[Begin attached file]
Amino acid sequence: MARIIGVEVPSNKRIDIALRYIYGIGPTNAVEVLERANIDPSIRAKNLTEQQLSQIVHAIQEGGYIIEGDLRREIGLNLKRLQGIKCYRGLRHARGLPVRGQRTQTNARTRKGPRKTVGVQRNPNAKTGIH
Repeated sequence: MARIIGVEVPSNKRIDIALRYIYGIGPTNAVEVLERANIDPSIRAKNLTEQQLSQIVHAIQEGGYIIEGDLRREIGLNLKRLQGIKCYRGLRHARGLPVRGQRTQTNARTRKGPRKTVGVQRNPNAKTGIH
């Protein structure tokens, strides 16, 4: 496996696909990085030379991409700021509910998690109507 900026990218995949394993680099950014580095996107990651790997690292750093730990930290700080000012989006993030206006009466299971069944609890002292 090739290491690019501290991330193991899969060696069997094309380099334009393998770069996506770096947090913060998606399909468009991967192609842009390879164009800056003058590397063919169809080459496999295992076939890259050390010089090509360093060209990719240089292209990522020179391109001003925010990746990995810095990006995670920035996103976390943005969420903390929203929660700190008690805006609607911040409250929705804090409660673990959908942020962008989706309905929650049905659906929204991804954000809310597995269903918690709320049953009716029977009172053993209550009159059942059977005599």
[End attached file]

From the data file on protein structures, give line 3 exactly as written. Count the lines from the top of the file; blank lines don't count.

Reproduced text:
């Protein structure tokens, strides 16, 4: 496996696909990085030379991409700021509910998690109507 900026990218995949394993680099950014580095996107990651790997690292750093730990930290700080000012989006993030206006009466299971069944609890002292 090739290491690019501290991330193991899969060696069997094309380099334009393998770069996506770096947090913060998606399909468009991967192609842009390879164009800056003058590397063919169809080459496999295992076939890259050390010089090509360093060209990719240089292209990522020179391109001003925010990746990995810095990006995670920035996103976390943005969420903390929203929660700190008690805006609607911040409250929705804090409660673990959908942020962008989706309905929650049905659906929204991804954000809310597995269903918690709320049953009716029977009172053993209550009159059942059977005599």